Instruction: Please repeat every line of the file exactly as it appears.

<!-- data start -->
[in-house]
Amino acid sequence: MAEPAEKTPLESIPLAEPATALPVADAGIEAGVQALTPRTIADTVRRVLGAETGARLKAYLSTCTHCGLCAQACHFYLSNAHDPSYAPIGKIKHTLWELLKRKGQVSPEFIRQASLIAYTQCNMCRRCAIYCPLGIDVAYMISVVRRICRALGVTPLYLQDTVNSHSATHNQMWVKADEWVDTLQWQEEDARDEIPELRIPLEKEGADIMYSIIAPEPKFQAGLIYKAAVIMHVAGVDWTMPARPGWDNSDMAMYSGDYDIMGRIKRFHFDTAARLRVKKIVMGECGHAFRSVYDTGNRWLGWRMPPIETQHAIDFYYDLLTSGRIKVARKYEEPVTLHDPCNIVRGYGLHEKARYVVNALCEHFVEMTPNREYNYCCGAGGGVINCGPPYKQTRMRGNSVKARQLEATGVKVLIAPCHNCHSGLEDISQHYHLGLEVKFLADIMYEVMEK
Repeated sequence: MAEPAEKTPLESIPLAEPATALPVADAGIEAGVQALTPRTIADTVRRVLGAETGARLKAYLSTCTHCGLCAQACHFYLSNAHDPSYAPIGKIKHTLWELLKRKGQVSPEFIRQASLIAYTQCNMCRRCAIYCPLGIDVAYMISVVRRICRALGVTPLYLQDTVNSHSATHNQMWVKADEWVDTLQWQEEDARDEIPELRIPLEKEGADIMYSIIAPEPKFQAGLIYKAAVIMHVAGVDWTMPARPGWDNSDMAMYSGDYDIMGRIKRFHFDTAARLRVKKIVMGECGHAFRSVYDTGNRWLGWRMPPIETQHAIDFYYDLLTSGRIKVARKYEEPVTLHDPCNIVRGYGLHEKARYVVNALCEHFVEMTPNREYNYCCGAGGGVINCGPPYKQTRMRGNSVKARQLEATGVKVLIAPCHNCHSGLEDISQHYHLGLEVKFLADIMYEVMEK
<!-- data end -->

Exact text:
[in-house]
Amino acid sequence: MAEPAEKTPLESIPLAEPATALPVADAGIEAGVQALTPRTIADTVRRVLGAETGARLKAYLSTCTHCGLCAQACHFYLSNAHDPSYAPIGKIKHTLWELLKRKGQVSPEFIRQASLIAYTQCNMCRRCAIYCPLGIDVAYMISVVRRICRALGVTPLYLQDTVNSHSATHNQMWVKADEWVDTLQWQEEDARDEIPELRIPLEKEGADIMYSIIAPEPKFQAGLIYKAAVIMHVAGVDWTMPARPGWDNSDMAMYSGDYDIMGRIKRFHFDTAARLRVKKIVMGECGHAFRSVYDTGNRWLGWRMPPIETQHAIDFYYDLLTSGRIKVARKYEEPVTLHDPCNIVRGYGLHEKARYVVNALCEHFVEMTPNREYNYCCGAGGGVINCGPPYKQTRMRGNSVKARQLEATGVKVLIAPCHNCHSGLEDISQHYHLGLEVKFLADIMYEVMEK
Repeated sequence: MAEPAEKTPLESIPLAEPATALPVADAGIEAGVQALTPRTIADTVRRVLGAETGARLKAYLSTCTHCGLCAQACHFYLSNAHDPSYAPIGKIKHTLWELLKRKGQVSPEFIRQASLIAYTQCNMCRRCAIYCPLGIDVAYMISVVRRICRALGVTPLYLQDTVNSHSATHNQMWVKADEWVDTLQWQEEDARDEIPELRIPLEKEGADIMYSIIAPEPKFQAGLIYKAAVIMHVAGVDWTMPARPGWDNSDMAMYSGDYDIMGRIKRFHFDTAARLRVKKIVMGECGHAFRSVYDTGNRWLGWRMPPIETQHAIDFYYDLLTSGRIKVARKYEEPVTLHDPCNIVRGYGLHEKARYVVNALCEHFVEMTPNREYNYCCGAGGGVINCGPPYKQTRMRGNSVKARQLEATGVKVLIAPCHNCHSGLEDISQHYHLGLEVKFLADIMYEVMEK